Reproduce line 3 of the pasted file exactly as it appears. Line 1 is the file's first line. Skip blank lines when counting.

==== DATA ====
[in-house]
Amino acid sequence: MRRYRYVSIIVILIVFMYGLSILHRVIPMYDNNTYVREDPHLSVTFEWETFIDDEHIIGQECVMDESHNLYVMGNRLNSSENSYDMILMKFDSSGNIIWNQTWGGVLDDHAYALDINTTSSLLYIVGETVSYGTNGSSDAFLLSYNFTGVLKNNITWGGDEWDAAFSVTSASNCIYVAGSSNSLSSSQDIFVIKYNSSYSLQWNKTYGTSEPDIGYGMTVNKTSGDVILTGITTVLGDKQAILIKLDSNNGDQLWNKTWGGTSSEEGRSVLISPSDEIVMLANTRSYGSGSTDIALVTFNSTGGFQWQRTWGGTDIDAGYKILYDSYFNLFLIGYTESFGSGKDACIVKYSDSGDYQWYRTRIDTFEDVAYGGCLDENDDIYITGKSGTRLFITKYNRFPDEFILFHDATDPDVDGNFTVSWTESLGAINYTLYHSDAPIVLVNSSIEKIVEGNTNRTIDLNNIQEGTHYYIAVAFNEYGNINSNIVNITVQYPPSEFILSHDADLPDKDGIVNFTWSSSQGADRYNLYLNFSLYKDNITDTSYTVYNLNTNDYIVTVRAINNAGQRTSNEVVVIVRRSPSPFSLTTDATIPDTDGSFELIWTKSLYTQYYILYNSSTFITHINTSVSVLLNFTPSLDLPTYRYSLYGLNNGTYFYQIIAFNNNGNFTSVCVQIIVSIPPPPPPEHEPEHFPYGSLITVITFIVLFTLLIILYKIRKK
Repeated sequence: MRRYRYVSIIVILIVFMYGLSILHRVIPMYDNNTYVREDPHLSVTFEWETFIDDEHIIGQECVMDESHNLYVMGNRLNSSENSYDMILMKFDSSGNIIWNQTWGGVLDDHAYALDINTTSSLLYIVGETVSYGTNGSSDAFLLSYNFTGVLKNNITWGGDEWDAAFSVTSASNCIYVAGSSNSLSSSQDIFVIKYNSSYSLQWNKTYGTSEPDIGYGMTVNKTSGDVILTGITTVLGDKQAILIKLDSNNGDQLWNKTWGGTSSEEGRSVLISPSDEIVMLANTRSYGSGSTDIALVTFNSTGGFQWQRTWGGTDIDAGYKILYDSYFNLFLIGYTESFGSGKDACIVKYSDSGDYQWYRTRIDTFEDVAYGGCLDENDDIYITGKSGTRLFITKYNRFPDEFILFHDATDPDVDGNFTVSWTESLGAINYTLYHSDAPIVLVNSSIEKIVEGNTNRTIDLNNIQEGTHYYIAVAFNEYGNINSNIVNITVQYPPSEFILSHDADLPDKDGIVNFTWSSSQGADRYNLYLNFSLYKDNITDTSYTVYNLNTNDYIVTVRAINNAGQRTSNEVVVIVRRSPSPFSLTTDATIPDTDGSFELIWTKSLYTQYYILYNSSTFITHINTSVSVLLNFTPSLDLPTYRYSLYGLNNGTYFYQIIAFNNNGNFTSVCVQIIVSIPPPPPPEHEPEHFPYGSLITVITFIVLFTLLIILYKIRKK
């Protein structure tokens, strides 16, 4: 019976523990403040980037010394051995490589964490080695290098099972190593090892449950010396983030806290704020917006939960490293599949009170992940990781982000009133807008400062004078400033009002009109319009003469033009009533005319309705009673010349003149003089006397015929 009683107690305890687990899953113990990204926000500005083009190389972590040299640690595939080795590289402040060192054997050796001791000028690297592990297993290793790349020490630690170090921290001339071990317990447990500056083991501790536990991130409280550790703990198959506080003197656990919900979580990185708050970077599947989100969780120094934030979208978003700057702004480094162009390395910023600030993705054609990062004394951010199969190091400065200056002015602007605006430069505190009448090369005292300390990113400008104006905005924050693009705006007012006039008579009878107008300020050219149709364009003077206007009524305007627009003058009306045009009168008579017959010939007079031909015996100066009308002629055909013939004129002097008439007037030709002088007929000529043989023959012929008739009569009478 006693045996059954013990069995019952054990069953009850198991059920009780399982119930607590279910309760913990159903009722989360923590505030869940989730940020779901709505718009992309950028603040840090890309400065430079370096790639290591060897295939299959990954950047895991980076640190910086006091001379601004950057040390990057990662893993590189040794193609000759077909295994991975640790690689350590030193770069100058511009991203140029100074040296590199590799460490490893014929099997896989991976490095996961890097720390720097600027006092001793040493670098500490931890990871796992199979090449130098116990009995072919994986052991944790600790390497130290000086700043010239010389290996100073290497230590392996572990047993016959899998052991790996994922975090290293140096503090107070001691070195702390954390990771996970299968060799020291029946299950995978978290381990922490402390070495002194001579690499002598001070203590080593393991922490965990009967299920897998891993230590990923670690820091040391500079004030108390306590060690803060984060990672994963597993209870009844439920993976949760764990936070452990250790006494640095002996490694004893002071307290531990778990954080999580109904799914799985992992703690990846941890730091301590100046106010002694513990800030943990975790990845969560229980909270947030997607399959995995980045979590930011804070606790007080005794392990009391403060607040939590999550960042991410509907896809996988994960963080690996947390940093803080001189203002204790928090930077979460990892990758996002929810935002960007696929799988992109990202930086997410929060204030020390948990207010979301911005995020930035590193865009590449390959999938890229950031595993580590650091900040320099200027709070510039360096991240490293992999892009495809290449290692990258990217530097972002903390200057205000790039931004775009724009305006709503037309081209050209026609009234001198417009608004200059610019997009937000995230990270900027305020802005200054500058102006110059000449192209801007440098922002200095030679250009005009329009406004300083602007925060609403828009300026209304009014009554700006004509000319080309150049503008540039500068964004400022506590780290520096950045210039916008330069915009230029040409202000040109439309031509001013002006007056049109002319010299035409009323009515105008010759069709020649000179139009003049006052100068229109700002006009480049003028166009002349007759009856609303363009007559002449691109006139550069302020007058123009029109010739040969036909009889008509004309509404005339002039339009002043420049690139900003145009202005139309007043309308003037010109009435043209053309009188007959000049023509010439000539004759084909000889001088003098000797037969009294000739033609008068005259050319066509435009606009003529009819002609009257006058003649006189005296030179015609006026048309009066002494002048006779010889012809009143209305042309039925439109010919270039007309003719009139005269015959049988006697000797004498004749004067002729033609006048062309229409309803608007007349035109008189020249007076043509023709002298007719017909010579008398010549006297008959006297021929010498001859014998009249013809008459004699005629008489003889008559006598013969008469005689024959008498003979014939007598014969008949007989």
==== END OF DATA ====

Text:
Repeated sequence: MRRYRYVSIIVILIVFMYGLSILHRVIPMYDNNTYVREDPHLSVTFEWETFIDDEHIIGQECVMDESHNLYVMGNRLNSSENSYDMILMKFDSSGNIIWNQTWGGVLDDHAYALDINTTSSLLYIVGETVSYGTNGSSDAFLLSYNFTGVLKNNITWGGDEWDAAFSVTSASNCIYVAGSSNSLSSSQDIFVIKYNSSYSLQWNKTYGTSEPDIGYGMTVNKTSGDVILTGITTVLGDKQAILIKLDSNNGDQLWNKTWGGTSSEEGRSVLISPSDEIVMLANTRSYGSGSTDIALVTFNSTGGFQWQRTWGGTDIDAGYKILYDSYFNLFLIGYTESFGSGKDACIVKYSDSGDYQWYRTRIDTFEDVAYGGCLDENDDIYITGKSGTRLFITKYNRFPDEFILFHDATDPDVDGNFTVSWTESLGAINYTLYHSDAPIVLVNSSIEKIVEGNTNRTIDLNNIQEGTHYYIAVAFNEYGNINSNIVNITVQYPPSEFILSHDADLPDKDGIVNFTWSSSQGADRYNLYLNFSLYKDNITDTSYTVYNLNTNDYIVTVRAINNAGQRTSNEVVVIVRRSPSPFSLTTDATIPDTDGSFELIWTKSLYTQYYILYNSSTFITHINTSVSVLLNFTPSLDLPTYRYSLYGLNNGTYFYQIIAFNNNGNFTSVCVQIIVSIPPPPPPEHEPEHFPYGSLITVITFIVLFTLLIILYKIRKK